What motivated you to choose a career in Sound Design and Sound Engineering? Why did you choose to study at FTII?

Around the same time as I realized that I wanted to work in the film line, I got the chance to be involved in the video production of a local music album. While working on it, I found I wanted to be more a part of the technical aspects of filmmaking. Later, an opportunity to visit the recording and mixing studio of a television channel gave me the inclination to pursue sound engineering. And as far as FTII is concerned, it is one of the best film institutes in India and a lot of eminent film personalities in Kerala like Adoor Gopalakrishnan and Shaji N Karun, just to name two, have graduated from there. Naturally, it was my first choice and I was fortunate to get admission there.

What was the impact of FTII in your life?

The years I spent at FTII were not simply about studying the aural part of filmmaking. It was more about understanding films and their aesthetics. I feel that to become a film technician, you need to have a deep understanding of filmmaking as a whole. You need to understand the overall emotion and mood of the film and then use sound design to achieve those aspects, all of which occur over some time.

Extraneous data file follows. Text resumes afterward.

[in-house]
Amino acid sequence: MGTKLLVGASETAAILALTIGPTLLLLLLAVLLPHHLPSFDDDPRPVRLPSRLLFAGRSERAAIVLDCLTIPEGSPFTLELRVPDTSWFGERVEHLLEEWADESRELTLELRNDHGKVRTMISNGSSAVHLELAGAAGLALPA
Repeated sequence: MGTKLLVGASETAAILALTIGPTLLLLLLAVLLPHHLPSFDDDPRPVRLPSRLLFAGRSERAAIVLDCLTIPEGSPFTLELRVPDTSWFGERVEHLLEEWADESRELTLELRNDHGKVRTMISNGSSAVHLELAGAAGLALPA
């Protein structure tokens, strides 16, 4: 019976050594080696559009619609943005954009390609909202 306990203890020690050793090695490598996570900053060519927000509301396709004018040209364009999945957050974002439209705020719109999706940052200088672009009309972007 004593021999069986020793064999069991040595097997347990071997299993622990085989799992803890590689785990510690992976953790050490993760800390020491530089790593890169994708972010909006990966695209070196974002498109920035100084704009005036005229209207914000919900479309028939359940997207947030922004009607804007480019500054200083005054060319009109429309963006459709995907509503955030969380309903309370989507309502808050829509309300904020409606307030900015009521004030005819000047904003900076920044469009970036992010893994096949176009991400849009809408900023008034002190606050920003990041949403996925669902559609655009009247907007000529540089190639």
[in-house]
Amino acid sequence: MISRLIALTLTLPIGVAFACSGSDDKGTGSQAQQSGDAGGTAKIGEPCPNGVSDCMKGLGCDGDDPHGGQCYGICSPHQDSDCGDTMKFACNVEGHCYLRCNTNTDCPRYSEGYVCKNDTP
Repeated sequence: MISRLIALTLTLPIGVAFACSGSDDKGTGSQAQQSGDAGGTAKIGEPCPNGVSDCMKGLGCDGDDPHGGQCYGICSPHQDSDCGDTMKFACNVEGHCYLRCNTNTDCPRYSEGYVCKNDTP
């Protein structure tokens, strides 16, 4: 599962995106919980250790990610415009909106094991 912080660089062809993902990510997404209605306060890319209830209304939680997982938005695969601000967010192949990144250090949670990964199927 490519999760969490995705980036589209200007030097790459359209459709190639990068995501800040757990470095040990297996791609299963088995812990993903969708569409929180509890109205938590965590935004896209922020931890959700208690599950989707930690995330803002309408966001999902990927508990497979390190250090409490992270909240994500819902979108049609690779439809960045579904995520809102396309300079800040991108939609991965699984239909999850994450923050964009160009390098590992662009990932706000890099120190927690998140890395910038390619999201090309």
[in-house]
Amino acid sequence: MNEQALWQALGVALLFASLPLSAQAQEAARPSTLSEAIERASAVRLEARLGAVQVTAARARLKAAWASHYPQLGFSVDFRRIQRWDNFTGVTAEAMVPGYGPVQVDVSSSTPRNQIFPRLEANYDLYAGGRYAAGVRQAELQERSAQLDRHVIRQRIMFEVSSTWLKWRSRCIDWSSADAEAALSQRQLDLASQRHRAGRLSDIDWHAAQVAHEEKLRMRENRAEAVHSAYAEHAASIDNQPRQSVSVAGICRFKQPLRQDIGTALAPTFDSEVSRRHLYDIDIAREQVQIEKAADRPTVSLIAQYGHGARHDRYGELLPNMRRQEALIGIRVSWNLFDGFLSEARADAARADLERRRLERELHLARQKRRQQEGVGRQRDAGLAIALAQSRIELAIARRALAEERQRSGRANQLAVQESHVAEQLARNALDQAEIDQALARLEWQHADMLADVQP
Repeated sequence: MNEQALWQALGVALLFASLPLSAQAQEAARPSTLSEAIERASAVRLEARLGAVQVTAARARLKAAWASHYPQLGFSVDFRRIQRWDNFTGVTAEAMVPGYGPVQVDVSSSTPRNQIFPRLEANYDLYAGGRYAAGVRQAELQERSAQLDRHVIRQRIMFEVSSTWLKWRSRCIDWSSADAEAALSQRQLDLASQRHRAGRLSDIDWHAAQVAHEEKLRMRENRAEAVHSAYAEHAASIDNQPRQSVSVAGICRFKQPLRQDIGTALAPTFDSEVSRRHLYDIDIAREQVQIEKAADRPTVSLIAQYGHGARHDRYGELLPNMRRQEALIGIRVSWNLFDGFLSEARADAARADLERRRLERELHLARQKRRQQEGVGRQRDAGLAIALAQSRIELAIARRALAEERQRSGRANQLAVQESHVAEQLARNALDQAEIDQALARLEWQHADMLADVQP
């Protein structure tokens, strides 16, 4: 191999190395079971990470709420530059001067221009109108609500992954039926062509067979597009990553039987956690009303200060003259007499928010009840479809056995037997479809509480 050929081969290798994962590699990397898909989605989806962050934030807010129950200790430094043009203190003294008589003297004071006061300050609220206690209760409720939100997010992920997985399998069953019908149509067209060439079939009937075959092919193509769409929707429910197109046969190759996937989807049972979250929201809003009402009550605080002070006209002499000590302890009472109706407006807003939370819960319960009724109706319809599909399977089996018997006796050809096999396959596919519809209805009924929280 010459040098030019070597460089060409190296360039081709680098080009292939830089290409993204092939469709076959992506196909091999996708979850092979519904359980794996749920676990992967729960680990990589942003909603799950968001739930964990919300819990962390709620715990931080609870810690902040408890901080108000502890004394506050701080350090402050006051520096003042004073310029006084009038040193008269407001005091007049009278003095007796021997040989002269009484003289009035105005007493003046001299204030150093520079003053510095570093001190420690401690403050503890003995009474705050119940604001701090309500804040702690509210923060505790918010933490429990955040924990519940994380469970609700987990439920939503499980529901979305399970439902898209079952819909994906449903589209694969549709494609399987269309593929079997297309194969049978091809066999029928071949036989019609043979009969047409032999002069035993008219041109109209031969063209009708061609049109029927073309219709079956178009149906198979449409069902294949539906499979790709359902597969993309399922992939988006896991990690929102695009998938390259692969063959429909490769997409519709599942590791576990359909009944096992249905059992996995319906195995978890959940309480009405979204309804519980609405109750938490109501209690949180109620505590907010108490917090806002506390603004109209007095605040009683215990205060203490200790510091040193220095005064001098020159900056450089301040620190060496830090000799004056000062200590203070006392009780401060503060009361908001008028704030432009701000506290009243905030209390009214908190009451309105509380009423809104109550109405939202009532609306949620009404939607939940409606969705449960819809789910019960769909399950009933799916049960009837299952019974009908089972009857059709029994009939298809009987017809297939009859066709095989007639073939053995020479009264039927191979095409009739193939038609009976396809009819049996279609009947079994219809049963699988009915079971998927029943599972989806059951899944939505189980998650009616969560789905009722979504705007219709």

FTII also left an enduring mark on me through its distinctive educational approach. One notable aspect was the emphasis on revisiting certain films annually. For instance, when we watched Andrei Rublev (1966), directed by Andrei Tarkovsky, in our first year, one grasped only a fraction of its depth. However, watching it again in subsequent years allowed for a deeper understanding to unfold, offering more insights into not just the film but also the intricacies of its creation. This iterative process enabled me to gauge my evolving comprehension of cinema and filmmaking—a vital aspect of film education.